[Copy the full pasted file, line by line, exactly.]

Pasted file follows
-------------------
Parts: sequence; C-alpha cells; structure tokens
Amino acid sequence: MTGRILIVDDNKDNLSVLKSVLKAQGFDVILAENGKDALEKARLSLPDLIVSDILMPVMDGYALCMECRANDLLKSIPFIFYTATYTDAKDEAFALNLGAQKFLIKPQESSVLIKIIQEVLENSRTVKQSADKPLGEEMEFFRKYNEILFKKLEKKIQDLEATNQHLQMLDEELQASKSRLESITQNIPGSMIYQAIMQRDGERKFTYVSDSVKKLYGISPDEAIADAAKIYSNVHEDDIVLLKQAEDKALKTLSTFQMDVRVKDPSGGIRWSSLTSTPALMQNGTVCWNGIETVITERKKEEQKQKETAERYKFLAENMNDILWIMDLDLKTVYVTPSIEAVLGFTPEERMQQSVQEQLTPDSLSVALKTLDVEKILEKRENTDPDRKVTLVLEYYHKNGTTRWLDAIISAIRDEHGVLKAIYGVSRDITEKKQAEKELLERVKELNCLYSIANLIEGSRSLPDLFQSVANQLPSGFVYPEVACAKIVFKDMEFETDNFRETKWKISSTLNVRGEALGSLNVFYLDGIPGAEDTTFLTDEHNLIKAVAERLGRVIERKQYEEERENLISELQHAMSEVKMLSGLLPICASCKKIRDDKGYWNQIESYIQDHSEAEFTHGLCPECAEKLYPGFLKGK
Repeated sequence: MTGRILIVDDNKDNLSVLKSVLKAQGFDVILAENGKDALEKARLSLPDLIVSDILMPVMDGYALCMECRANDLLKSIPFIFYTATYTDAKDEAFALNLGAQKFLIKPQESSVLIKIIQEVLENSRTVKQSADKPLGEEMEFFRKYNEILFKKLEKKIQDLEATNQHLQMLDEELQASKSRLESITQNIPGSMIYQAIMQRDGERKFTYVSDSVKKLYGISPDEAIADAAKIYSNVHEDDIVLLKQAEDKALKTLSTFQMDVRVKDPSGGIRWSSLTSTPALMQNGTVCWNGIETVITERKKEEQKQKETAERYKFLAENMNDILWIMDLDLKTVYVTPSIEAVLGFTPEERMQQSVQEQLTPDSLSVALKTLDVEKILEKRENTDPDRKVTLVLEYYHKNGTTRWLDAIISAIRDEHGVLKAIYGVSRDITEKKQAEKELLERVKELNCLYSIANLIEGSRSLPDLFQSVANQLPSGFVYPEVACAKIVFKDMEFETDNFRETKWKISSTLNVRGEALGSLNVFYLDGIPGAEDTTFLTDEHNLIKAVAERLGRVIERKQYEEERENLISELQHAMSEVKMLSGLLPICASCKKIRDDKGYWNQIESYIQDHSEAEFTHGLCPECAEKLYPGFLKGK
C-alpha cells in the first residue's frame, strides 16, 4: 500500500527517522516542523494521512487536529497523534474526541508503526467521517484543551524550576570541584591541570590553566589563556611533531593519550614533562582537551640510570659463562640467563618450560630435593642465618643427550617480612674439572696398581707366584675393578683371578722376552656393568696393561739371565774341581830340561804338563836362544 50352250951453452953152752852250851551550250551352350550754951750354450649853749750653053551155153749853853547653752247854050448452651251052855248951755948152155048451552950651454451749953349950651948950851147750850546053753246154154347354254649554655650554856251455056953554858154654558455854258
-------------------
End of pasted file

Parts: sequence; C-alpha cells; structure tokens
Amino acid sequence: MTGRILIVDDNKDNLSVLKSVLKAQGFDVILAENGKDALEKARLSLPDLIVSDILMPVMDGYALCMECRANDLLKSIPFIFYTATYTDAKDEAFALNLGAQKFLIKPQESSVLIKIIQEVLENSRTVKQSADKPLGEEMEFFRKYNEILFKKLEKKIQDLEATNQHLQMLDEELQASKSRLESITQNIPGSMIYQAIMQRDGERKFTYVSDSVKKLYGISPDEAIADAAKIYSNVHEDDIVLLKQAEDKALKTLSTFQMDVRVKDPSGGIRWSSLTSTPALMQNGTVCWNGIETVITERKKEEQKQKETAERYKFLAENMNDILWIMDLDLKTVYVTPSIEAVLGFTPEERMQQSVQEQLTPDSLSVALKTLDVEKILEKRENTDPDRKVTLVLEYYHKNGTTRWLDAIISAIRDEHGVLKAIYGVSRDITEKKQAEKELLERVKELNCLYSIANLIEGSRSLPDLFQSVANQLPSGFVYPEVACAKIVFKDMEFETDNFRETKWKISSTLNVRGEALGSLNVFYLDGIPGAEDTTFLTDEHNLIKAVAERLGRVIERKQYEEERENLISELQHAMSEVKMLSGLLPICASCKKIRDDKGYWNQIESYIQDHSEAEFTHGLCPECAEKLYPGFLKGK
Repeated sequence: MTGRILIVDDNKDNLSVLKSVLKAQGFDVILAENGKDALEKARLSLPDLIVSDILMPVMDGYALCMECRANDLLKSIPFIFYTATYTDAKDEAFALNLGAQKFLIKPQESSVLIKIIQEVLENSRTVKQSADKPLGEEMEFFRKYNEILFKKLEKKIQDLEATNQHLQMLDEELQASKSRLESITQNIPGSMIYQAIMQRDGERKFTYVSDSVKKLYGISPDEAIADAAKIYSNVHEDDIVLLKQAEDKALKTLSTFQMDVRVKDPSGGIRWSSLTSTPALMQNGTVCWNGIETVITERKKEEQKQKETAERYKFLAENMNDILWIMDLDLKTVYVTPSIEAVLGFTPEERMQQSVQEQLTPDSLSVALKTLDVEKILEKRENTDPDRKVTLVLEYYHKNGTTRWLDAIISAIRDEHGVLKAIYGVSRDITEKKQAEKELLERVKELNCLYSIANLIEGSRSLPDLFQSVANQLPSGFVYPEVACAKIVFKDMEFETDNFRETKWKISSTLNVRGEALGSLNVFYLDGIPGAEDTTFLTDEHNLIKAVAERLGRVIERKQYEEERENLISELQHAMSEVKMLSGLLPICASCKKIRDDKGYWNQIESYIQDHSEAEFTHGLCPECAEKLYPGFLKGK
C-alpha cells in the first residue's frame, strides 16, 4: 500500500527517522516542523494521512487536529497523534474526541508503526467521517484543551524550576570541584591541570590553566589563556611533531593519550614533562582537551640510570659463562640467563618450560630435593642465618643427550617480612674439572696398581707366584675393578683371578722376552656393568696393561739371565774341581830340561804338563836362544 50352250951453452953152752852250851551550250551352350550754951750354450649853749750653053551155153749853853547653752247854050448452651251052855248951755948152155048451552950651454451749953349950651948950851147750850546053753246154154347354254649554655650554856251455056953554858154654558455854258